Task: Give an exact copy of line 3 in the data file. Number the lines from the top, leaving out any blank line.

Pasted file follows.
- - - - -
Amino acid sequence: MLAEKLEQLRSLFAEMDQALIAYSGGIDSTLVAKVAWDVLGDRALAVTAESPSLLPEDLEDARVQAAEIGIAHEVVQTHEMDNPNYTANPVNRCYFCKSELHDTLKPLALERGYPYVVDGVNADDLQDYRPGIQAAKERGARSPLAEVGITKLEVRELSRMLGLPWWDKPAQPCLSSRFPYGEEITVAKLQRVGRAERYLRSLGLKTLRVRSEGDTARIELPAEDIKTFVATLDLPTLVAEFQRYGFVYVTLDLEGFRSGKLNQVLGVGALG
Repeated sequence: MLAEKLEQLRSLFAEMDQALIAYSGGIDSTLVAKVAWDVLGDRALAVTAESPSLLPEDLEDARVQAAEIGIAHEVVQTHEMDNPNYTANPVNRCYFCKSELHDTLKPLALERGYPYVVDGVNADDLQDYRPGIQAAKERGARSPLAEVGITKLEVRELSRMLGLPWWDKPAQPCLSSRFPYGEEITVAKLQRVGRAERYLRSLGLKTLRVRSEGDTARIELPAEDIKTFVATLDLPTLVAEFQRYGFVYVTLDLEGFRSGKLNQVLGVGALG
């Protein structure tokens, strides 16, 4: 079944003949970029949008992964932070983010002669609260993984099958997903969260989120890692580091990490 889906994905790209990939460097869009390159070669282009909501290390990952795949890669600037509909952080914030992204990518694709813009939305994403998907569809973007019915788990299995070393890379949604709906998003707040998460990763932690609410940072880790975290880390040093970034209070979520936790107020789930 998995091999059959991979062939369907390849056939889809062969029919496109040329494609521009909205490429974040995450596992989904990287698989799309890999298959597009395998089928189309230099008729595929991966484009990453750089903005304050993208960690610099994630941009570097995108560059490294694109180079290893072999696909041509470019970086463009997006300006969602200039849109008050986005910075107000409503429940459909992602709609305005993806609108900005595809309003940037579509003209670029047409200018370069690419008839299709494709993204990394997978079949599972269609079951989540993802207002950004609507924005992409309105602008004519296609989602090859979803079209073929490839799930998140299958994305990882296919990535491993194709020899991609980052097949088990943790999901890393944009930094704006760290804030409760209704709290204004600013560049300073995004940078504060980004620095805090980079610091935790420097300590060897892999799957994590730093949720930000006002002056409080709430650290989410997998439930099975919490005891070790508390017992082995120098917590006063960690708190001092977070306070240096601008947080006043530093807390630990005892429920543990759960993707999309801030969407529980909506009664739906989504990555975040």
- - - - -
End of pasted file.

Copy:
């Protein structure tokens, strides 16, 4: 079944003949970029949008992964932070983010002669609260993984099958997903969260989120890692580091990490 889906994905790209990939460097869009390159070669282009909501290390990952795949890669600037509909952080914030992204990518694709813009939305994403998907569809973007019915788990299995070393890379949604709906998003707040998460990763932690609410940072880790975290880390040093970034209070979520936790107020789930 998995091999059959991979062939369907390849056939889809062969029919496109040329494609521009909205490429974040995450596992989904990287698989799309890999298959597009395998089928189309230099008729595929991966484009990453750089903005304050993208960690610099994630941009570097995108560059490294694109180079290893072999696909041509470019970086463009997006300006969602200039849109008050986005910075107000409503429940459909992602709609305005993806609108900005595809309003940037579509003209670029047409200018370069690419008839299709494709993204990394997978079949599972269609079951989540993802207002950004609507924005992409309105602008004519296609989602090859979803079209073929490839799930998140299958994305990882296919990535491993194709020899991609980052097949088990943790999901890393944009930094704006760290804030409760209704709290204004600013560049300073995004940078504060980004620095805090980079610091935790420097300590060897892999799957994590730093949720930000006002002056409080709430650290989410997998439930099975919490005891070790508390017992082995120098917590006063960690708190001092977070306070240096601008947080006043530093807390630990005892429920543990759960993707999309801030969407529980909506009664739906989504990555975040």